You’re causing traffic backups!

The driver’s perennial complaint about cyclists in the road. Sure, we go a little slower on some stretches of roadway, and might slow a car briefly from 35 to 15 mph until they can roar past. But why is this complaint directed specifically at bikes, when the lion’s share of room in roadways is claimed by cars?

Paul Steely White compellingly makes this point (and others) in a Tedx talk called What We Do With Our Streets Will Change Our Future. Streets comprise the majority of acreage of our public spaces – it’s a much bigger share of land than parks and other public land. Why have we ceded so much public space to cars? Two images of 42nd Street in Manhattan from White’s talk demonstrate just how much space cars take up. Compare 50 cars to 50 bikers:

50 cars on NY's 42nd St.

50 Bikes on NY's 42nd StThe visual is a nice metaphor for other senses: imagine the differences in sounds, smells, and general perception of safety. In the lower picture, it’s much easier to imagine holding conversations on the sidewalk, hailing a friend on the other side of the street & crossing to them, and living a saner, friendlier pace of life in general. In the Tedx talk, White presents research that found that neighborhood traffic in New York is inversely proportional to the number of friends people have. When confronted with traffic, people make antisocial decisions: children play in backyards, windows on the street side are closed, fewer conversations occur on the street… . Basically, cars destroy opportunities for human interaction.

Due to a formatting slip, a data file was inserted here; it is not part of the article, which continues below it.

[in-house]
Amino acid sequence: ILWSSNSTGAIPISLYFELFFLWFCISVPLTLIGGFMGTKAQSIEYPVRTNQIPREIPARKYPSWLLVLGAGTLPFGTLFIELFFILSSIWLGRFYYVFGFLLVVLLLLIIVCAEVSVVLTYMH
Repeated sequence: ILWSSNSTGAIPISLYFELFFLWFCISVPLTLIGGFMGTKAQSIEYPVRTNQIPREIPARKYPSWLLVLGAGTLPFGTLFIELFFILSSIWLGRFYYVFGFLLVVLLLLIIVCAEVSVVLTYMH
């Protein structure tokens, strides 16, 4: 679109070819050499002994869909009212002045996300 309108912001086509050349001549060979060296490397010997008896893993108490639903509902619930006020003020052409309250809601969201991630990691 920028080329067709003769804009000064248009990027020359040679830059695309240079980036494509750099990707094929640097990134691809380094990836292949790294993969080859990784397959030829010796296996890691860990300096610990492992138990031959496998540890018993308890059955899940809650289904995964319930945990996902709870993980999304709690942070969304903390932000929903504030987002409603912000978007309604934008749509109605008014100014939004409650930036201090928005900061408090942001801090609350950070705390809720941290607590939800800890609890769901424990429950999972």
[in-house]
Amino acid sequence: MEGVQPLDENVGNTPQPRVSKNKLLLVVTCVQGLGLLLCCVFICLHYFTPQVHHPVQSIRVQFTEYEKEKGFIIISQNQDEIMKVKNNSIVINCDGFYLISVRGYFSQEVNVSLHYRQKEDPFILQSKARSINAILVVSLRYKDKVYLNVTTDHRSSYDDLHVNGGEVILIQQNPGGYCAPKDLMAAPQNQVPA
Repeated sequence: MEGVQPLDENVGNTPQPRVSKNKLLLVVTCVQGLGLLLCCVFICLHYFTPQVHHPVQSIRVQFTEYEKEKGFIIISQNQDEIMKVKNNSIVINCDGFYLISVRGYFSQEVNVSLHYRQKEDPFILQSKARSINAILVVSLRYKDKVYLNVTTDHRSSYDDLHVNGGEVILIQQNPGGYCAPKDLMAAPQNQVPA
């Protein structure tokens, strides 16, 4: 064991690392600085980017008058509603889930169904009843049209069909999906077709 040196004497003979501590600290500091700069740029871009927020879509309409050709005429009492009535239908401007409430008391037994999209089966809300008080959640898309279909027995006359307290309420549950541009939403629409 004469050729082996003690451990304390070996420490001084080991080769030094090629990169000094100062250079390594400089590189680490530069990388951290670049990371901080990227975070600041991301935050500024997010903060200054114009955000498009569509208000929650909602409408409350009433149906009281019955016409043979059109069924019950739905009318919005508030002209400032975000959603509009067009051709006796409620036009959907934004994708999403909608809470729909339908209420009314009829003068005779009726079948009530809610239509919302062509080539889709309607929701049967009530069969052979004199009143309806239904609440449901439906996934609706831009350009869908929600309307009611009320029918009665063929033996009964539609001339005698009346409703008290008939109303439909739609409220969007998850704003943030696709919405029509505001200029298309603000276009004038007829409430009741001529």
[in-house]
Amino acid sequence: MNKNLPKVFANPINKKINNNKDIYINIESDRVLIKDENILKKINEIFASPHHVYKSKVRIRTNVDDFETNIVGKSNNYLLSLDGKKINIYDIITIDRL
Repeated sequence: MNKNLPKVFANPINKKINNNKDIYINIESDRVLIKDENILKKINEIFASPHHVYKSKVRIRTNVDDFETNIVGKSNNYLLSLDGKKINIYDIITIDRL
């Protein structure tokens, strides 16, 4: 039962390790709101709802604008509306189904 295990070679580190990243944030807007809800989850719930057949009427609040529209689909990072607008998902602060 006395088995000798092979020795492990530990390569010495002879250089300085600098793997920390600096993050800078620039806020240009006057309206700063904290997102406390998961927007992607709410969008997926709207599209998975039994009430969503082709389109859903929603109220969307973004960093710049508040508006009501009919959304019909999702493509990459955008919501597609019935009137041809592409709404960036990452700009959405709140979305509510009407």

Alright, this is all about New York; what about Newton?

Have you ever tried to have a conversation while walking along Centre, Beacon, or other arteries? I have, but usually I’m guilty of anti-social behavior: I just hunker down and turn up my iPod. How about Newton Centre, and the fact that its focal point is…


A plan for Newton Centre’s future
MIT, Community Growth and Land Use Planning, Fall 2001: Prof. Terry Szold

I’d like to try exercising our collective imagination with a Newton version of the above photos. Let’s take a pair of pictures similar to the one above: one with Newton Centre’s lot full of cars (capacity: 119*), and another with Newton Centre’s lot with 119 bikers.

How do we empty Newton Centre’s lot? Easy! Bright and early on a sunny Sunday morning in June. Maybe there could be bagels and coffee.

Let’s make the point to Newton residents and businesses that bikes should be part of the solution.

*Number supplied by this report by an MIT class, whose 2001 recommendations for development in Newton Centre are fantastic and sadly neglected.